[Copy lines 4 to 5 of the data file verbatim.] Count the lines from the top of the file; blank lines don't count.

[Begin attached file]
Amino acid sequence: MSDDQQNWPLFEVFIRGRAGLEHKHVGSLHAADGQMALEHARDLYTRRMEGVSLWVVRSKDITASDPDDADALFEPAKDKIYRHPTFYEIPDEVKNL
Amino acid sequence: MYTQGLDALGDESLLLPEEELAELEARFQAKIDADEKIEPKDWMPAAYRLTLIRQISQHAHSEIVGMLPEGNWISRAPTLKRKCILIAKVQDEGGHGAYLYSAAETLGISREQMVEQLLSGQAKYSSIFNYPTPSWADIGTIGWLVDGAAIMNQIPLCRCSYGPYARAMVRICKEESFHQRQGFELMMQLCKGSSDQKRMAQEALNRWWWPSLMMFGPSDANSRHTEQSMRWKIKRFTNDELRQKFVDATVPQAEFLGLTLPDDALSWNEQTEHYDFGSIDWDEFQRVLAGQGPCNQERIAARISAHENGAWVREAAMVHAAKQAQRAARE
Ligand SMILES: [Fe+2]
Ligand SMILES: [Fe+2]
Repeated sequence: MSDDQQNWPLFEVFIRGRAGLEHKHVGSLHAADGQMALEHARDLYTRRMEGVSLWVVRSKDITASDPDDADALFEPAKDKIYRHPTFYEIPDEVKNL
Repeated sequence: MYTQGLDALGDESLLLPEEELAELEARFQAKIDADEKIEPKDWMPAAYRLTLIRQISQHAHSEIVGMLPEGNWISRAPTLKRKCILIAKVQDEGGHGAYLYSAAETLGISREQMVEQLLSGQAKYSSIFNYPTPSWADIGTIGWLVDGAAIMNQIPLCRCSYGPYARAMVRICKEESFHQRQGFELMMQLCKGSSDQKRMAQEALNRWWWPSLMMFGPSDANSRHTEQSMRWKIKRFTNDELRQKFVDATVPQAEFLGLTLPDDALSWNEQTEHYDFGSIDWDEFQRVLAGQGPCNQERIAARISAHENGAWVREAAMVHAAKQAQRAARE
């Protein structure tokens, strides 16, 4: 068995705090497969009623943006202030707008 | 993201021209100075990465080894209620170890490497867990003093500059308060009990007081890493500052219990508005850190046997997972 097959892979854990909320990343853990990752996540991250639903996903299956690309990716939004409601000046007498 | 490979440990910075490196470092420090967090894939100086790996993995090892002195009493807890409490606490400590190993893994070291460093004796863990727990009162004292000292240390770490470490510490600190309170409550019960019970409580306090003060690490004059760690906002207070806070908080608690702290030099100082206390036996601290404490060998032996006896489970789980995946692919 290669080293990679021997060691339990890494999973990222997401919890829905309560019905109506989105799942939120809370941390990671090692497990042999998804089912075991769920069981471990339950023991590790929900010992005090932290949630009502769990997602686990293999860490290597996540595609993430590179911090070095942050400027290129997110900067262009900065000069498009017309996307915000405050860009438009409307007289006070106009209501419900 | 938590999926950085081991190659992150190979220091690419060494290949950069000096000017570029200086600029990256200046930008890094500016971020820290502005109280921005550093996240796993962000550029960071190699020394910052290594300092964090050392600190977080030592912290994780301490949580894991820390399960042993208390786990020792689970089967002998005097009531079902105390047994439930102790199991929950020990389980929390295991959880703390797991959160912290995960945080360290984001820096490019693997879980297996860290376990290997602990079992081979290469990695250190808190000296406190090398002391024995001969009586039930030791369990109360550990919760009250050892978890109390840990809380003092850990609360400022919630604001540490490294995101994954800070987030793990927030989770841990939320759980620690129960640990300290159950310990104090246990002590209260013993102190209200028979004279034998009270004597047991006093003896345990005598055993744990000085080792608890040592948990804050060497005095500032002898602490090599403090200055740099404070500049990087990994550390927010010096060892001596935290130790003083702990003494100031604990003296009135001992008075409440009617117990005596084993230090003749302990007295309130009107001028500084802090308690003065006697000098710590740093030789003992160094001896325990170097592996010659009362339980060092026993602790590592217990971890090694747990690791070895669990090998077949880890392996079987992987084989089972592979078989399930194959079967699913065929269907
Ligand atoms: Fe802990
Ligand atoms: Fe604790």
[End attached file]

Ligand SMILES: [Fe+2]
Repeated sequence: MSDDQQNWPLFEVFIRGRAGLEHKHVGSLHAADGQMALEHARDLYTRRMEGVSLWVVRSKDITASDPDDADALFEPAKDKIYRHPTFYEIPDEVKNL